The Dolphins outgained the Jets in the first half by a 265-39 count. Dannell Ellerbe, the linebacker who intercepted Smith, described the opposing quarterback as "rattled." Ryan and offensive coordinator Marty Mornhinweg apparently agreed with Ellerbe, and told the rookie with 19 interceptions and eight touchdowns to his name that he was done for the day.

"I didn't think they would do that," said Miami's Olivier Vernon. "But we knew we were getting in his head, and the game went in our favor."

If the Dolphins did get inside Smith's head, there would be no shame in that. Eli Manning, two-time Super Bowl MVP, was 1-6 in his rookie season, and his brother Peyton, maybe the greatest of all time, was 3-13 in his. Troy Aikman was 0-11 as a starter in his first year in Dallas, and John Elway got himself benched in Denver in the early hours of his legendary career.

This is hardly proof positive that Smith is heading to Canton on roller skates, as plenty of bad quarterbacks were beaten up and demoted as rookies, too. But at least Smith came up with a good answer when asked if the freshman failures of past greats offered him a measure of comfort.

"Quite frankly," he said, "what anyone did in the past does not reflect what I do on this field. So I'm not trying to find any reassurance in that."

Smith did look a little wounded as he spoke, and maybe this season wouldn't have been half as rough on him if Ryan didn't needlessly put the presumed starter, Mark Sanchez, in harm's way in a preseason game with the Giants. Lord knows Sanchez might not have lasted the season, but his presence would've bought Smith a little time on the pine to live and learn while the other guy was taking the hits.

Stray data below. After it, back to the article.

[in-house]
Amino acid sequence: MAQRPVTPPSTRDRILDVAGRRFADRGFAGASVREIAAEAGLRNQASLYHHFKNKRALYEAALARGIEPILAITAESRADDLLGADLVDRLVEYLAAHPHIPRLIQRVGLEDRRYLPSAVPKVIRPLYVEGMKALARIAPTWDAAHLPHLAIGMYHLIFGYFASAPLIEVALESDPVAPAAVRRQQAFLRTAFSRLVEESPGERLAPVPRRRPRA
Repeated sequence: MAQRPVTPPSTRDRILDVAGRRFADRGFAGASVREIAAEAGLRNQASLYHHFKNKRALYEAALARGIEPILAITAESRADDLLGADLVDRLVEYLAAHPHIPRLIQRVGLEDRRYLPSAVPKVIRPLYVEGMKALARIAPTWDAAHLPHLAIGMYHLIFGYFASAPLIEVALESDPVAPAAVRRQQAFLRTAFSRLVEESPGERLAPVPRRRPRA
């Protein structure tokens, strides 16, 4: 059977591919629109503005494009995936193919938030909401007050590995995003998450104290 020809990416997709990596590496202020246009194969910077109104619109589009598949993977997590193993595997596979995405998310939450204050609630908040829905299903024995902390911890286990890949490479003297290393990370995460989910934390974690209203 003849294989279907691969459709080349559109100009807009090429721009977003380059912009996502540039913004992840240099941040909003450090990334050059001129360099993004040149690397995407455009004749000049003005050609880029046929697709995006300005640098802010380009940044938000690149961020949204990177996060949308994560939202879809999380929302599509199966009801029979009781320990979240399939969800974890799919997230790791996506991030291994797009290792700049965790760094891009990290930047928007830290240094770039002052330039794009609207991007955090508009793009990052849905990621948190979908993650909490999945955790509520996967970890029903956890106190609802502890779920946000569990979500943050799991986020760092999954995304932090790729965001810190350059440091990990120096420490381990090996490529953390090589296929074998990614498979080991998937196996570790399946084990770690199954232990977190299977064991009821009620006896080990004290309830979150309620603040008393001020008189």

But it's too late to turn back now. Upon learning of his second-string status, Smith told the new starter to get out there and give it the ol' college try.

"And he gave me all the confidence in the world," Simms said. "It's not easy for somebody like that to say that to another person who's going in to take your position, but he handled it like a man."

An encouraging sign on the most discouraging of days. Simms didn't exactly light it up in the second half, losing a fumble, throwing an interception in the end zone, and throwing another pass that should've been intercepted in the end zone, and yet the quarterbacking wasn't Ryan's greatest concern.

Milliner and the rest of his defensive backs were playing flag football out there, refusing to tackle anybody. The secondary has been dreadful all year, a clear indictment of a head coach who advertises himself as a defensive genius (not to mention a clear indictment of Idzik's decision to trade the Jets' best player, Darrelle Revis).

"I feel bad for our fans," Ryan said, "especially the people that were here in the stadium. They deserve better than that. It was an awful performance by us."

With the crowd's jeers still ringing in his ears, Ryan wouldn't say if he'd start Simms, Smith, or old schooler David Garrard against Oakland. He should go with Simms or Garrard, if only to give Smith the temporary timeout he so desperately needs. On his end, free from his crumbling pocket, Smith said that his confidence would remain "sky high," but that he would do "a lot of looking in the mirror" as part of a necessary self-test.

The kid is struggling like you wouldn't believe, but it's still too early to give up on him. Smith has shown a live arm and opportunistic feet this year, enough reason to believe he'll be fine if the Jets ever find him a playmaker who can actually, you know, make a play.